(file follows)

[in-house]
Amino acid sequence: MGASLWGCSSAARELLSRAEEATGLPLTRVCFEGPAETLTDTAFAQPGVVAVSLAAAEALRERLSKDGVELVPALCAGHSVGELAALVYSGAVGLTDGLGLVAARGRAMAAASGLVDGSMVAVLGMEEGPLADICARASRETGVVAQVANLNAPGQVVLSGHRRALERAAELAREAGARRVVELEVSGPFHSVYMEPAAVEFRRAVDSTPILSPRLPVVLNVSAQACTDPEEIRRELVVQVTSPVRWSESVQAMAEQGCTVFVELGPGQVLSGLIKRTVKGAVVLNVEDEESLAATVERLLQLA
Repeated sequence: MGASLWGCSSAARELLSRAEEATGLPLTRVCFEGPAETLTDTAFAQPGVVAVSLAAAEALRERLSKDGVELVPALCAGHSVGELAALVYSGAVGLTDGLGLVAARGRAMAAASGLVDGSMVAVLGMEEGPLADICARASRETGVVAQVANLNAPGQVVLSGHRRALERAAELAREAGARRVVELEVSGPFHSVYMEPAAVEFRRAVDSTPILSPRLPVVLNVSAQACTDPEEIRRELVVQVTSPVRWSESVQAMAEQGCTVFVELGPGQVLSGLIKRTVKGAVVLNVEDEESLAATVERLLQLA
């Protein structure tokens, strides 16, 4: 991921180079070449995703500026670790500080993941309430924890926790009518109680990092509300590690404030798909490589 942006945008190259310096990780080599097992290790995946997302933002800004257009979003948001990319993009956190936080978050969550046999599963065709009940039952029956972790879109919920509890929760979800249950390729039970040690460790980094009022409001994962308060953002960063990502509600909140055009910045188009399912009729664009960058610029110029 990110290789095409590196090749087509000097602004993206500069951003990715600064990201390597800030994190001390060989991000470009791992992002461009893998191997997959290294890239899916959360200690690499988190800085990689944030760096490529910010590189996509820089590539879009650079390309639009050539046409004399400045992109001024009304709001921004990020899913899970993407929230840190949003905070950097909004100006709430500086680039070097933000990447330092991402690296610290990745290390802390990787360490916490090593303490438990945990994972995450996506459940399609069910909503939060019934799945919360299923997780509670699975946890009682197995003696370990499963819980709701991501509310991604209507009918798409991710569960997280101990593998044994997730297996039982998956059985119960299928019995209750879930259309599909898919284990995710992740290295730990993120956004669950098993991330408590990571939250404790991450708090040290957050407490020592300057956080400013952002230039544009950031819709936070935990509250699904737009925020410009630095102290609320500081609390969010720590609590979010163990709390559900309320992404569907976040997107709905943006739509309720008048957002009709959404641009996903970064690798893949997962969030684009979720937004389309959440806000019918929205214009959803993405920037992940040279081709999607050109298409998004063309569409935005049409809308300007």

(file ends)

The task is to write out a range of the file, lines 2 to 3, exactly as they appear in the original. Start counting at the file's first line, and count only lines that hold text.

Amino acid sequence: MGASLWGCSSAARELLSRAEEATGLPLTRVCFEGPAETLTDTAFAQPGVVAVSLAAAEALRERLSKDGVELVPALCAGHSVGELAALVYSGAVGLTDGLGLVAARGRAMAAASGLVDGSMVAVLGMEEGPLADICARASRETGVVAQVANLNAPGQVVLSGHRRALERAAELAREAGARRVVELEVSGPFHSVYMEPAAVEFRRAVDSTPILSPRLPVVLNVSAQACTDPEEIRRELVVQVTSPVRWSESVQAMAEQGCTVFVELGPGQVLSGLIKRTVKGAVVLNVEDEESLAATVERLLQLA
Repeated sequence: MGASLWGCSSAARELLSRAEEATGLPLTRVCFEGPAETLTDTAFAQPGVVAVSLAAAEALRERLSKDGVELVPALCAGHSVGELAALVYSGAVGLTDGLGLVAARGRAMAAASGLVDGSMVAVLGMEEGPLADICARASRETGVVAQVANLNAPGQVVLSGHRRALERAAELAREAGARRVVELEVSGPFHSVYMEPAAVEFRRAVDSTPILSPRLPVVLNVSAQACTDPEEIRRELVVQVTSPVRWSESVQAMAEQGCTVFVELGPGQVLSGLIKRTVKGAVVLNVEDEESLAATVERLLQLA